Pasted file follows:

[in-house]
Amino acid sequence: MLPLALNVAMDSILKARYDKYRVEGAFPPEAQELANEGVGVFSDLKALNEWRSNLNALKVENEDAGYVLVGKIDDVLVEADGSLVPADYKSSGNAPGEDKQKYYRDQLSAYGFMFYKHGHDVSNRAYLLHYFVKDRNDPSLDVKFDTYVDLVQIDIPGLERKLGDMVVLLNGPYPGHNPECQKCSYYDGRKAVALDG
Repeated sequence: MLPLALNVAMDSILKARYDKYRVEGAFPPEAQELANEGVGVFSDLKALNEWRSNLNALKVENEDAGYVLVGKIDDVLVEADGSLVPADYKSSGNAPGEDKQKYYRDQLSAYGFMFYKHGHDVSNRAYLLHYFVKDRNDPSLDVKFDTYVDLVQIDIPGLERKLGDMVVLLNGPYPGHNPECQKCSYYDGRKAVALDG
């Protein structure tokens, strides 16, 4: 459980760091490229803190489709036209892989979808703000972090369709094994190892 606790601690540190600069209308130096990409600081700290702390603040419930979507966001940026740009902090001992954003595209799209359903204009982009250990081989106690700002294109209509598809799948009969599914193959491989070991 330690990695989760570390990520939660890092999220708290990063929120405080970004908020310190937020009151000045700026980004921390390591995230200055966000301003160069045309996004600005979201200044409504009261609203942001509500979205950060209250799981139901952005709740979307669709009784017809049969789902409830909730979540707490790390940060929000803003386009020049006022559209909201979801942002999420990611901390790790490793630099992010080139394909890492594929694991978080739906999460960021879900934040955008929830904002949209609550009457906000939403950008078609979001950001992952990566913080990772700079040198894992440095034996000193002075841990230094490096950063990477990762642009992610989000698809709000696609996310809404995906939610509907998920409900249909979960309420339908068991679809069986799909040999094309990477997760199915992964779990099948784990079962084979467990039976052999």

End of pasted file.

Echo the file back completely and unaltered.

[in-house]
Amino acid sequence: MLPLALNVAMDSILKARYDKYRVEGAFPPEAQELANEGVGVFSDLKALNEWRSNLNALKVENEDAGYVLVGKIDDVLVEADGSLVPADYKSSGNAPGEDKQKYYRDQLSAYGFMFYKHGHDVSNRAYLLHYFVKDRNDPSLDVKFDTYVDLVQIDIPGLERKLGDMVVLLNGPYPGHNPECQKCSYYDGRKAVALDG
Repeated sequence: MLPLALNVAMDSILKARYDKYRVEGAFPPEAQELANEGVGVFSDLKALNEWRSNLNALKVENEDAGYVLVGKIDDVLVEADGSLVPADYKSSGNAPGEDKQKYYRDQLSAYGFMFYKHGHDVSNRAYLLHYFVKDRNDPSLDVKFDTYVDLVQIDIPGLERKLGDMVVLLNGPYPGHNPECQKCSYYDGRKAVALDG
């Protein structure tokens, strides 16, 4: 459980760091490229803190489709036209892989979808703000972090369709094994190892 606790601690540190600069209308130096990409600081700290702390603040419930979507966001940026740009902090001992954003595209799209359903204009982009250990081989106690700002294109209509598809799948009969599914193959491989070991 330690990695989760570390990520939660890092999220708290990063929120405080970004908020310190937020009151000045700026980004921390390591995230200055966000301003160069045309996004600005979201200044409504009261609203942001509500979205950060209250799981139901952005709740979307669709009784017809049969789902409830909730979540707490790390940060929000803003386009020049006022559209909201979801942002999420990611901390790790490793630099992010080139394909890492594929694991978080739906999460960021879900934040955008929830904002949209609550009457906000939403950008078609979001950001992952990566913080990772700079040198894992440095034996000193002075841990230094490096950063990477990762642009992610989000698809709000696609996310809404995906939610509907998920409900249909979960309420339908068991679809069986799909040999094309990477997760199915992964779990099948784990079962084979467990039976052999």